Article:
Of all the manifestations of Washington dysfunction, none is more absurd than the annual "doc fix." The origins of the problem lie in a 1997 attempt by Congress to rein in Medicare physician reimbursements. Lawmakers devised a "sustainable growth rate" that was supposed to link payments to doctors' costs and workload.
Alas, the growth rate perversely encouraged excessive tests and procedures; when it actually began to reduce physicians' pay rates significantly in 2003, medical lobbies got it temporarily repealed in what turned out to be the first of 16 doc fixes. The cumulative cost of these fixes now exceeds $150 billion, and the most recent one expires March 31.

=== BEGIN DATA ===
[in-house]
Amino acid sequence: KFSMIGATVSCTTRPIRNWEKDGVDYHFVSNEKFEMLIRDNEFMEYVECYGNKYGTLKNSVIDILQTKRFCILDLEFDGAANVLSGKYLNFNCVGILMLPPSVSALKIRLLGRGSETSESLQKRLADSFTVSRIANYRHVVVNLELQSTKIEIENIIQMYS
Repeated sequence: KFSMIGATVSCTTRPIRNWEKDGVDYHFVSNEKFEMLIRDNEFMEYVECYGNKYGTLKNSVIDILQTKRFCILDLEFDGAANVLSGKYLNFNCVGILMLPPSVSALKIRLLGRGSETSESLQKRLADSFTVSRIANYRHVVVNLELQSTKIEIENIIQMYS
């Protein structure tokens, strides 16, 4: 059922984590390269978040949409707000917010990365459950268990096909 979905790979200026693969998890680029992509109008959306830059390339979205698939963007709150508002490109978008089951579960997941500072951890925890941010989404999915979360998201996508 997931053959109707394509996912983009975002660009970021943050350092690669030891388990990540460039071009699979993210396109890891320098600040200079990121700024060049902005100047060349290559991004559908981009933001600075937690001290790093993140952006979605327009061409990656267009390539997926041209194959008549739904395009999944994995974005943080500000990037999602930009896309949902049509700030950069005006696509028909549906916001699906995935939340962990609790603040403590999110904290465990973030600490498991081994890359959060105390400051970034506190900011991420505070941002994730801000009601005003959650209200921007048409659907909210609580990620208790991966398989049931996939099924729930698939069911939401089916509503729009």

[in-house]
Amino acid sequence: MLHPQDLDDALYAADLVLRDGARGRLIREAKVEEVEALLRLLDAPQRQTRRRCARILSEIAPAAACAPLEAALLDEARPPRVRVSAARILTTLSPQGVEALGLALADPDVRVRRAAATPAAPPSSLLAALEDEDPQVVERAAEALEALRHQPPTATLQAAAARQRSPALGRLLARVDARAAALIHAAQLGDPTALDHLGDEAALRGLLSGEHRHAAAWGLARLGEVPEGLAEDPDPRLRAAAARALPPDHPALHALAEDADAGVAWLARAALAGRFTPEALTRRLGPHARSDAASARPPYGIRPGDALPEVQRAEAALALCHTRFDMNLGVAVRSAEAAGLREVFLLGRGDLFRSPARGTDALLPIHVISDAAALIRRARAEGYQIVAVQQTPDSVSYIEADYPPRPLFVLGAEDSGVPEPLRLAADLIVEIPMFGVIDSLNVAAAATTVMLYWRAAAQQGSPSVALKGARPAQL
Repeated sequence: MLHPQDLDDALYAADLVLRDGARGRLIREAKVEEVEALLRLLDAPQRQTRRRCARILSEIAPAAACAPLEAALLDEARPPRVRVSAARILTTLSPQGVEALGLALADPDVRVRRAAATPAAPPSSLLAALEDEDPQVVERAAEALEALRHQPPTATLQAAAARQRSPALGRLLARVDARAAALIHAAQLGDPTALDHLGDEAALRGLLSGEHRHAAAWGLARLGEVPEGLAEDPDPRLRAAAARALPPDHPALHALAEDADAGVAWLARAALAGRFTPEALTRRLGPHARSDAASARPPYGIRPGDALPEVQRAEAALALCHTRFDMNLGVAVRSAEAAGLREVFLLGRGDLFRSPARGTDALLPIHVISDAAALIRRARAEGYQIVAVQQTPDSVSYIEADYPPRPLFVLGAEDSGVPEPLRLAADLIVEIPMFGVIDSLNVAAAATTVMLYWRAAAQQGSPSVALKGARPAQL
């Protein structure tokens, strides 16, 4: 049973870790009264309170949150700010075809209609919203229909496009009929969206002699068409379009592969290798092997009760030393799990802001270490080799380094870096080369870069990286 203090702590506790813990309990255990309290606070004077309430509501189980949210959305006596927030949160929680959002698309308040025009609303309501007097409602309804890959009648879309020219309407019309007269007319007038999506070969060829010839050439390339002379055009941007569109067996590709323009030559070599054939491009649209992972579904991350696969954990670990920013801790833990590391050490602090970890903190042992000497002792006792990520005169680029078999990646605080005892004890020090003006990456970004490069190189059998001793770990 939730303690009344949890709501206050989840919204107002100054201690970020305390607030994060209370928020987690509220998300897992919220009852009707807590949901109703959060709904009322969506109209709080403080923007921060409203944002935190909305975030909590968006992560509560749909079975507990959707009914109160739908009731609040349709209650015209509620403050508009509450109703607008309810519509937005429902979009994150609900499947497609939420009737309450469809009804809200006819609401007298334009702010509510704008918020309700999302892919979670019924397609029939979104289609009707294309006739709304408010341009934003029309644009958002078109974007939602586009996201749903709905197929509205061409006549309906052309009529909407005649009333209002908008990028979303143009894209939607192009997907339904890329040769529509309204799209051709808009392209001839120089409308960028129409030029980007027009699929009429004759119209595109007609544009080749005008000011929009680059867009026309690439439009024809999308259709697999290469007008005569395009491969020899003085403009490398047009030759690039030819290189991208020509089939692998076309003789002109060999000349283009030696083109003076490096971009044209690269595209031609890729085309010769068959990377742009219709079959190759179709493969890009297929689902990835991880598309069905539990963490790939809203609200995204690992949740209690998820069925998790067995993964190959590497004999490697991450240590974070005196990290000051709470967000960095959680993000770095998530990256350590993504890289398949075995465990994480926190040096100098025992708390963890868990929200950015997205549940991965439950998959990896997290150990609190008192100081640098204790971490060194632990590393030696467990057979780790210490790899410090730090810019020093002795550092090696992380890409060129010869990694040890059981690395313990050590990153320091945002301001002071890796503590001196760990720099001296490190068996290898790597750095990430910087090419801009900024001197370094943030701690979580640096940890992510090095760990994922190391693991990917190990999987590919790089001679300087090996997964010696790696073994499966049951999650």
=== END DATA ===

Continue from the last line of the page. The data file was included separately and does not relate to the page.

The Medicare Payment Advisory Commission has proposed any number of ways to reform the payment system, but Congress has balked at a permanent doc fix because doing away with the current rules, however discredited, would force lawmakers to acknowledge a huge hole in the federal budget. Filling it would require either taxes or spending cuts; most past short-term "doc fixes" have been paid for with health-care trims.